Based on the results of the pivotal ELIANA trial (ClinicalTrials.gov identifier: NCT02435849) (12) and subsequent approval of tisagenlecleucel, an anti-CD19 CAR-T product, for the treatment of CD19+ R/R BCP-ALL by the US Food and Drug Administration (FDA) and European Medicines Agency (EMA) in 2017/18, a rapidly increasing number of paediatric stem cell transplantation centres have been certified to administer tisagenlecleucel to paediatric patients and AYAs, and hundreds of products have been infused worldwide as a novel standard-of-care treatment option. Currently, the three main clinical scenarios in which physicians offer tisagenlecleucel to BCP-ALL patients are: (1) when an HSCT was previously performed but failed to be efficacious (post-HSCT relapse); (2) in chemotherapy-resistant ALL patients ineligible for HSCT because minimal residual disease (MRD) remission cannot be achieved (refractory patients); or (3) a belief and hope that CAR-T is as effective as but less toxic than HSCT to eradicate the resistant leukaemic clone and, therefore, is favoured over HSCT (patients with ≥2 relapses who have not been transplanted before and are, per se, eligible for HSCT). In exceptional cases, depending on national regulations and the doctor's degree of conviction, the indication to use commercial tisagenlecleucel might be more liberal, for example by stretching the definition of refractory disease to patients not achieving MRD-negativity at certain treatment time points after first relapse. The international multicentre CASSIOPEIA study (NCT03876769) is the only active study evaluating this approach in primary BCP-ALL for National Cancer Institute (NCI)-defined high-risk patients with MRD at end of consolidation.

However, randomised studies directly and prospectively comparing HSCT and CAR-T efficacy outcomes have not yet been performed in paediatric ALL, and the longest follow-up post CAR-T to date is in a patient infused with tisagenlecleucel <10 years ago (13). Tisagenlecleucel brings considerable costs to healthcare systems but is cost-effective if given as definitive treatment for long-term cure (14, 15). However, 40–50% of patients initially responding to tisagenlecleucel relapse; a proportion of patients receive HSCT additionally; and 10–20% are primary refractory to tisagenlecleucel. In other trials with different CAR-T products, all responding patients were allocated to HSCT consolidation (1618). Therefore, central and elusive questions are the extent to which CAR-T is a stand-alone curative treatment, particularly with longer follow-up, and whether patients need additional HSCT either as consolidation for remission or treatment of relapse post CAR-T.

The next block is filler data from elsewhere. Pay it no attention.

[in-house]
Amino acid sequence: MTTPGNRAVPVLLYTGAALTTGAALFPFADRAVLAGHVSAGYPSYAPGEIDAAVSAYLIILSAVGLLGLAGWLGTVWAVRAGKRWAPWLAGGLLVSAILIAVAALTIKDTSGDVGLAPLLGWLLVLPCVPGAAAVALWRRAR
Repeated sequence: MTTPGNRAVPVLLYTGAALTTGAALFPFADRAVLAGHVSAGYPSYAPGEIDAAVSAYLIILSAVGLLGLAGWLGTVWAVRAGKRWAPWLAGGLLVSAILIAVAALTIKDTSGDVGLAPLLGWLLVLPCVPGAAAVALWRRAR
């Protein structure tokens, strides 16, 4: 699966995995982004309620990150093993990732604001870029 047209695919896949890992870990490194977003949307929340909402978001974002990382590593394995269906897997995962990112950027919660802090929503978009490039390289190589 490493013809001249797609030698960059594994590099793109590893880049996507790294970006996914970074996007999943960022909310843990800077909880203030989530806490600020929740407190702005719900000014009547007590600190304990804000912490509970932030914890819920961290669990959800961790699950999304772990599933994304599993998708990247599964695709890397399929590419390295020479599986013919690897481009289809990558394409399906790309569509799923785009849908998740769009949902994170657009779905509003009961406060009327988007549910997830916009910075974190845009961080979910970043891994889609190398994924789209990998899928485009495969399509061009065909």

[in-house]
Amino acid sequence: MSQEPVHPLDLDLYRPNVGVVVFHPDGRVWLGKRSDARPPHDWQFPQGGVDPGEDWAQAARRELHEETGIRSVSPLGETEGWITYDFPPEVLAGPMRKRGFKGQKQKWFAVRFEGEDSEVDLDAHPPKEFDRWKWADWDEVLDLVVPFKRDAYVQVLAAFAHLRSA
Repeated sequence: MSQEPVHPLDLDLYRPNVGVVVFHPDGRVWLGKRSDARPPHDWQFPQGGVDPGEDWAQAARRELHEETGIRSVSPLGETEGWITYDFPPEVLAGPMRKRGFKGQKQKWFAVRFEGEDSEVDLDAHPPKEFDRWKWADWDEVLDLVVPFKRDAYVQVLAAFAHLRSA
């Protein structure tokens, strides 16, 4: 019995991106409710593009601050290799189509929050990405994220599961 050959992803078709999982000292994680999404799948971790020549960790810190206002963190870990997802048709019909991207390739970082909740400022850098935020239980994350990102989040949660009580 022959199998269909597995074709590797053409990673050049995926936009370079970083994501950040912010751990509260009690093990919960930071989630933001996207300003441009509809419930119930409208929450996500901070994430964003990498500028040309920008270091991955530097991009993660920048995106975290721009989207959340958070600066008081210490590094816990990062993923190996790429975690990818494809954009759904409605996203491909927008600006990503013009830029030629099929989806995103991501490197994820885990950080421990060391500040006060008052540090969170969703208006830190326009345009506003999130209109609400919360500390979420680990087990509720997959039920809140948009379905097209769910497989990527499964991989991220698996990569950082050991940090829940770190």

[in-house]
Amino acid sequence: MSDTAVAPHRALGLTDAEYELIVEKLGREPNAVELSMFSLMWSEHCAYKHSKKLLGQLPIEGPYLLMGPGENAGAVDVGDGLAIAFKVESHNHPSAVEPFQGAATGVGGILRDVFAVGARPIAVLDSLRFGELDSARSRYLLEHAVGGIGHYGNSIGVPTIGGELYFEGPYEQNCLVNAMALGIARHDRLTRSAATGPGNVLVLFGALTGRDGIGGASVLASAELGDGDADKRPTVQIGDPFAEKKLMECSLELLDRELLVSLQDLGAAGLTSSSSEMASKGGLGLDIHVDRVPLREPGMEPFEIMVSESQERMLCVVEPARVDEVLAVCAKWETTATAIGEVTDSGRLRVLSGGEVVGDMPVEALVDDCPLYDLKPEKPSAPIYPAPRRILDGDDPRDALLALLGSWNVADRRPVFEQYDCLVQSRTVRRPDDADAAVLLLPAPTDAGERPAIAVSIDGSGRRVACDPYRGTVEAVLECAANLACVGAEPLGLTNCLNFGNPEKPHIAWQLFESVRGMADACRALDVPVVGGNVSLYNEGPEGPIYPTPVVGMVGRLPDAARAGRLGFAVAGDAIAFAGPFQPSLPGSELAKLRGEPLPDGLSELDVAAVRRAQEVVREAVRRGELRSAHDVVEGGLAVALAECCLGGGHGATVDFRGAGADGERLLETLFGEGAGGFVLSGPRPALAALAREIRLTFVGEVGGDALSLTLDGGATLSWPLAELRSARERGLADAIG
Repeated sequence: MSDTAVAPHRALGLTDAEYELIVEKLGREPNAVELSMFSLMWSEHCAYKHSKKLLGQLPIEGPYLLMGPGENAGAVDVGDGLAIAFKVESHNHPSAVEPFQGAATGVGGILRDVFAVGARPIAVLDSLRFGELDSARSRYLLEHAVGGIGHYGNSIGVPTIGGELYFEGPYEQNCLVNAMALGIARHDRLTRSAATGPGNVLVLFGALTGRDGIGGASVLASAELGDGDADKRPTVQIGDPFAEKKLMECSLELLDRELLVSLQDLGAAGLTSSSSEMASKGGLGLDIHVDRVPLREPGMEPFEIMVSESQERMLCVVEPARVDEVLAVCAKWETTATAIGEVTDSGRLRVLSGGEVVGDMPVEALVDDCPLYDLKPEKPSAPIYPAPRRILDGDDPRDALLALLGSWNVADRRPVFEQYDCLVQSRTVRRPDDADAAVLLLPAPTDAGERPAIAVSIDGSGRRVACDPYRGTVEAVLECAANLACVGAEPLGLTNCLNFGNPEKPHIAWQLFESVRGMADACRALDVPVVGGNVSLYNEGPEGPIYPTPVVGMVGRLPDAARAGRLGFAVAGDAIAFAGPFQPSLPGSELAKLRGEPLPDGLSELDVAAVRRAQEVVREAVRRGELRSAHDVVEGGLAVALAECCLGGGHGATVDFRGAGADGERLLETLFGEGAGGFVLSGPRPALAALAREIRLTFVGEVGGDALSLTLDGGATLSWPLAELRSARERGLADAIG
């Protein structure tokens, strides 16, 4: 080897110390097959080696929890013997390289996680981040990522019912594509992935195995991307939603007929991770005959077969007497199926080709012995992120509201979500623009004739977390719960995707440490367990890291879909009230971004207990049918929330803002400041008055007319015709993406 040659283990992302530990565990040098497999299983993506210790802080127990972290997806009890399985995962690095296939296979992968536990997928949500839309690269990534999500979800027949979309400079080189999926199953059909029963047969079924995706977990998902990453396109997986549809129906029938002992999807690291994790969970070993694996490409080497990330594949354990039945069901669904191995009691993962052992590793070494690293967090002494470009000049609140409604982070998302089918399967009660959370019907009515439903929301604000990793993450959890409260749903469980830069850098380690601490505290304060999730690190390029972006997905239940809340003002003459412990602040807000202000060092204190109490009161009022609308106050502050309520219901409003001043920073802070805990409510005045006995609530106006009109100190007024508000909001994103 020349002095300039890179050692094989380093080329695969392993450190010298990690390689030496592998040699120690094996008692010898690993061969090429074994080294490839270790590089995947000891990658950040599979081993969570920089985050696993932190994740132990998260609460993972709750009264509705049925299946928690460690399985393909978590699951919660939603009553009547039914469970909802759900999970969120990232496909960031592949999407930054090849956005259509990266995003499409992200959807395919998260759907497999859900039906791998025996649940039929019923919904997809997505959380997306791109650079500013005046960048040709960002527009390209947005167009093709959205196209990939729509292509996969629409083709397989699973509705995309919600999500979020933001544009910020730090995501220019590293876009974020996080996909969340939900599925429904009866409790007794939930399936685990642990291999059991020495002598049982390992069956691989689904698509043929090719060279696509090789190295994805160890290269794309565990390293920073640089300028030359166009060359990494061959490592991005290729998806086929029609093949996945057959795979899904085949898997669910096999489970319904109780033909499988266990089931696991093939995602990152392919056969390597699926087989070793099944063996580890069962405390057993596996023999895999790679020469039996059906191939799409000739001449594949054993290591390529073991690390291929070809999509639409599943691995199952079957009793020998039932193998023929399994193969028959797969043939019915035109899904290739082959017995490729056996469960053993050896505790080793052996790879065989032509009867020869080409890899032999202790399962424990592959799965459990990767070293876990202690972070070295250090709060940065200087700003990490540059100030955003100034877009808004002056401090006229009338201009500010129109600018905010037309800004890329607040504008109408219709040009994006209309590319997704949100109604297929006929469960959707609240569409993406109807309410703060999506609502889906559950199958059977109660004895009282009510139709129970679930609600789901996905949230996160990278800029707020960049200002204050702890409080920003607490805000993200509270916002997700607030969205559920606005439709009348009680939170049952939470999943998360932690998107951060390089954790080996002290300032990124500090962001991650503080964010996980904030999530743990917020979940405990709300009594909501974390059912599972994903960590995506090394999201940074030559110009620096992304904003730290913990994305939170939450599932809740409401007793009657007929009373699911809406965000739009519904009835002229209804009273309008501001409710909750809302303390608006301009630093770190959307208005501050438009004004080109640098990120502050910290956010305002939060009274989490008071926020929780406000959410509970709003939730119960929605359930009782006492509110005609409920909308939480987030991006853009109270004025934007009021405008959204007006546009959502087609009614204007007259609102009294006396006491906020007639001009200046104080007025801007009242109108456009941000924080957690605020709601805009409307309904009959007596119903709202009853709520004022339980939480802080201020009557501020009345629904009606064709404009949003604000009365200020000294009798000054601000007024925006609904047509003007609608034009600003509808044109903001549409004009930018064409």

Of note, the international ALL SCTped 2012 For Omitting Radiation Under Majority age (FORUM) trial (NCT01949129) recently reported, among patients being in complete remission (CR) 1–3, an excellent 2-year overall survival (OS) rate of 91% and cumulative incidence of relapse (CIR) and treatment-related mortality of 12 and 2%, respectively, if HSCT was performed uniformly using a standardised protocol of total body irradiation (TBI) plus etoposide (19). However, late effects after TBI conditioning remain of great concern (20, 21).

In this review, we summarise the current data on tisagenlecleucel and other CAR-T products in paediatric BCP-ALL, focusing on: (1) the fraction of patients receiving HSCT or other post-infusion interventions, either prophylactically, pre-emptively or for relapse post infusion; and (2) reported factors that influence the efficacy and long-term performance of CAR-T, including CAR design and pre-infusion therapies, to identify evidence that might guide decisions regarding if and when consolidative HSCT should be performed. Finally, we define knowledge gaps and propose necessary studies to better clarify where to place CAR-T in the overall treatment concept to cure paediatric ALL, with a focus on minimising late treatment-related side effects.